International breakthrough (2006–2008):

Shakib was included in Bangladesh's senior squad to tour Zimbabwe in 2006. Along with Farhad Reza and Mushfiqur Rahim, Shakib was one of the three uncapped players to be included in the squad.  Shakib and Reza were described as "very good cricketers in all departments of the game", and Faruq Ahmed – the chief selector – said that Bangladesh had "high hopes from them and it's time for them to perform at the international level".  Shakib made his ODI debut on the tour on 6 August; his maiden wicket was that of all-rounder Elton Chigumbura, and he finished with bowling figures of 1/39. He also scored 30 not out while Shahriar Nafees scored his maiden ODI century to help Bangladesh win by eight wickets. It was the final match in the series, which Zimbabwe won 3–2.  In September 2006, Shakib was one of three players to be granted a rookie contract with the Bangladesh Cricket Board (BCB), along with Farhad Reza and Mehrab Hossain Jr. This increased the number of players with central contracts and under the control of the BCB from 20 to 23.  The West Indies hosted the 2007 Cricket World Cup in March and April; Shakib was included in the 15-man squad led by Habibul Bashar.  Bangladesh made it to the second stage of the competition and finished seventh.  Along the way the team caused an upset by beating India to help knock them out of the tournament. With Tamim Iqbal in just his fifth ODI and Mushfiqur Rahim, Shakib was one of three Bangladesh batsmen in the match to score a half century to help the team reach its target of 192 to win.  Later in the tournament, Shakib scored another half-century although Bangladesh were defeated by England on that very occasion.  With 202 runs from nine matches at an average of 28.85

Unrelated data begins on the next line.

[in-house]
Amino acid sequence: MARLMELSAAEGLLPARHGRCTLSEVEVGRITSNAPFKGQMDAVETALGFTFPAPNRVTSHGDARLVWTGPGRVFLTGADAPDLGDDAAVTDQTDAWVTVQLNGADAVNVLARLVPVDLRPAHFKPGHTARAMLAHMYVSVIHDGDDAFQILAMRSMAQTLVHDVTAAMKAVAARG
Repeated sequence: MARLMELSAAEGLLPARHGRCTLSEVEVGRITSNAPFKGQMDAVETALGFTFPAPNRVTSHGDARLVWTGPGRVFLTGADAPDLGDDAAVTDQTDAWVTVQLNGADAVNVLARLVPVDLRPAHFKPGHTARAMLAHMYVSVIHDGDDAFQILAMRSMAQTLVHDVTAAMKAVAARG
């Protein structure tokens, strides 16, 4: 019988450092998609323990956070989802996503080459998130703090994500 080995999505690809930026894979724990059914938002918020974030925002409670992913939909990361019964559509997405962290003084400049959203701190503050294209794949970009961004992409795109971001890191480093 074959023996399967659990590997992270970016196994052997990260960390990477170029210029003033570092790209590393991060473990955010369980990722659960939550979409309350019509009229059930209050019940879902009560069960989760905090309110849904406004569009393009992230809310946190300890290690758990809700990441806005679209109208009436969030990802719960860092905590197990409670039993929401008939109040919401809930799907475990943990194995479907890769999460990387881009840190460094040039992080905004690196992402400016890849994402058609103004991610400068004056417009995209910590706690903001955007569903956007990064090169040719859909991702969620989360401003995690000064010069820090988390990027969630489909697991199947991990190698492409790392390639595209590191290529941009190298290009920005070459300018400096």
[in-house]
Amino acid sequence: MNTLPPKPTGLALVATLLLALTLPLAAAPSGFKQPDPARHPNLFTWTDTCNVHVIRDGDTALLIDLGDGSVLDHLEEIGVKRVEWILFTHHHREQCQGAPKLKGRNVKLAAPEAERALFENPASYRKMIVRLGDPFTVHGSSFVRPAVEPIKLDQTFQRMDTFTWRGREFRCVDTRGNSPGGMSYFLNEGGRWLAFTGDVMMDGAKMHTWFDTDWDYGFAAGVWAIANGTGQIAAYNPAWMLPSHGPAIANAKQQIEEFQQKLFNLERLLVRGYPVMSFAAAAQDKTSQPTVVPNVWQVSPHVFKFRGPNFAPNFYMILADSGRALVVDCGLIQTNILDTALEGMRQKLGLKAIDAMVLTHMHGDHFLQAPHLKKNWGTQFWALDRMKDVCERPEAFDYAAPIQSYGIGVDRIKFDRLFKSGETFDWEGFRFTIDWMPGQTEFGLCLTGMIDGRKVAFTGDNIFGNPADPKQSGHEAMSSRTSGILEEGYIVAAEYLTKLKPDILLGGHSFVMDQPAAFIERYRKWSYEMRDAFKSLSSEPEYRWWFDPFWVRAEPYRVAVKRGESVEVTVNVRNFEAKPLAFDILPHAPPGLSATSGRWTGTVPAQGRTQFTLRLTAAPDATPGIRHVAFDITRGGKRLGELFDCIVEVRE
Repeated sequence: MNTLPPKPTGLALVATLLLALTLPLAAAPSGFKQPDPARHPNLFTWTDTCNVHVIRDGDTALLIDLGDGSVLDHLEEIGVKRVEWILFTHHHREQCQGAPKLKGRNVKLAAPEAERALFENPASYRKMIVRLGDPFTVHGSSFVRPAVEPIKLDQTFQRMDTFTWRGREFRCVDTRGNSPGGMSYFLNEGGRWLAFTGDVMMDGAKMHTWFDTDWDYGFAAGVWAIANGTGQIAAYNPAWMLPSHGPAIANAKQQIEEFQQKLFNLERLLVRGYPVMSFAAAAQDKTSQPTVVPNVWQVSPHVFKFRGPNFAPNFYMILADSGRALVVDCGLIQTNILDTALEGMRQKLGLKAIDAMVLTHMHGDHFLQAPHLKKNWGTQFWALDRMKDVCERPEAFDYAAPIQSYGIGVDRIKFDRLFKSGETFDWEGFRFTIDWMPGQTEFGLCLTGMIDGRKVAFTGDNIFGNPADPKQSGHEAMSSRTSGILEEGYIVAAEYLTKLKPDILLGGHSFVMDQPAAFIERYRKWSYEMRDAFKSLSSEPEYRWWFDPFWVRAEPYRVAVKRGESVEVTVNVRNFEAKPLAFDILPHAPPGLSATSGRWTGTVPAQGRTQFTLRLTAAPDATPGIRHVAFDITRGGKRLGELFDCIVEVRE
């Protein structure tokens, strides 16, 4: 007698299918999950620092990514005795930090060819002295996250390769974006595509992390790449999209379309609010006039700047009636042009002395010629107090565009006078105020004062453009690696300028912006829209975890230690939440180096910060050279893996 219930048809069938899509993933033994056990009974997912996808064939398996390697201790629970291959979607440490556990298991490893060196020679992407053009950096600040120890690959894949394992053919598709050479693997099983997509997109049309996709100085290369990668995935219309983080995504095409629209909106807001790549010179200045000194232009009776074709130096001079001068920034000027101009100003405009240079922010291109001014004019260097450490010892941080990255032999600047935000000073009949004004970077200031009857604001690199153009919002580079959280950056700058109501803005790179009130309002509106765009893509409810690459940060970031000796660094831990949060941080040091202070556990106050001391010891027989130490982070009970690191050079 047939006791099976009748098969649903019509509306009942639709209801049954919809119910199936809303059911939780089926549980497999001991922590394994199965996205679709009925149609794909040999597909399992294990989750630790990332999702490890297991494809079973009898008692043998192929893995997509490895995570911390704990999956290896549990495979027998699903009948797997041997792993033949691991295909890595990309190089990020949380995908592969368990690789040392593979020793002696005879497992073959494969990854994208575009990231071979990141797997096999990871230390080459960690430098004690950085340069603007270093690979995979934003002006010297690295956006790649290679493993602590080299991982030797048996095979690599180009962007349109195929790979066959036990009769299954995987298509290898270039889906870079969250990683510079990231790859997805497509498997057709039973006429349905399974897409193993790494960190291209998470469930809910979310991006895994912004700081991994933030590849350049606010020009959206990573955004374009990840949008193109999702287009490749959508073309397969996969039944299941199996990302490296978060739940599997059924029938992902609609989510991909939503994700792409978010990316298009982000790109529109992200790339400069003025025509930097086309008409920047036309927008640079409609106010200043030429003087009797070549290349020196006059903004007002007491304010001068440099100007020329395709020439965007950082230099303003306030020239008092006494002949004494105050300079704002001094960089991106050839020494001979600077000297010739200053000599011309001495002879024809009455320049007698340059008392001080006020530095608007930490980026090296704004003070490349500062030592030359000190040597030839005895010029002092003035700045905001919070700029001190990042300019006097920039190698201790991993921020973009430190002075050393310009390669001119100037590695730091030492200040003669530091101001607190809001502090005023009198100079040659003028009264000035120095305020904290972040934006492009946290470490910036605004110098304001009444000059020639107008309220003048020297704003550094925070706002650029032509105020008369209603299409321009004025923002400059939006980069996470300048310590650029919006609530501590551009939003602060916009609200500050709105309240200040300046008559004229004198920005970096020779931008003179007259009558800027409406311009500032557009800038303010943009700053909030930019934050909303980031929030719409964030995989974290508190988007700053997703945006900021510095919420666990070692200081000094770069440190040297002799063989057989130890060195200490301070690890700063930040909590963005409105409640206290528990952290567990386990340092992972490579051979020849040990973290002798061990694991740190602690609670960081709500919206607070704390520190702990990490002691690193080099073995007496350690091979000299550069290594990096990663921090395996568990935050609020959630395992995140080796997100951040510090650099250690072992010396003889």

Becoming Bangladesh's leading all-rounder (2008–2009):

Before New Zealand's tour of Bangladesh in October 2008, Shakib was considered more of a batsman than a bowler, despite being an all-rounder. Though he usually batted down the order at number seven in Tests, he had mostly batted in the top five in ODIs. In a departure from Shakib's usual role Jamie Siddons, the coach, stated that Shakib would play the Test series against New Zealand as a specialist bowler. The move immediately paid off, and he took 7/37 in New Zealand's first innings in the opening Test. They were the best bowling figures by a Bangladesh player in Tests. Bangladesh lost the series 2–0, but Shakib finished as Bangladesh's leading wicket-taker in the series with 10 wickets at 17.80. Bangladesh won the opening match of the ODI series against New Zealand – securing their first ever ODI win over them – although they eventually lost the series 2–1.  Shakib finished with five wickets from three matches, making him Bangladesh's second-highest wicket-taker for the series behind Mashrafe Mortaza (7);[38] however Shakib scored just 16 runs in the series. The following month, Bangladesh toured South Africa for two Tests, three ODIs, and a T20I. While Bangladesh lost all their matches against South Africa except for an abandoned ODI,  Shakib continued to build on the good bowling form he had found against New Zealand. On the first day of the opening Test, Shakib went wicketless; on the advice of Mohammad Salauddin, Bangladesh's assistant coach, he gave the ball flight on the second day and went on to take five wickets. He took another five-wicket haul in the second Test, again as Bangladesh lost to South Africa.  Along with South Africa's Makhaya Ntini, Shakib was the series' leading wicket-taker with 11 at an average of 20.81.  Shakib's performance against South Africa in a losing cause prompted former Australian leg spin bowler Kerry O'Keefe to describe him as the "world's best finger spinner at the moment". Sri Lanka toured Bangladesh in December 2008 and January 2009 for two Tests and a Tri-nation tournament including Zimbabwe. Sri Lanka won both Tests and the tournament final,  although Shakib turned in a man of the match performance, scoring 92 not out, in the second ODI against Sri Lanka helped Bangladesh to their only victory against them on the tour. In the first match of the Test series, Shakib took another five-wicket haul as his team again was defeated.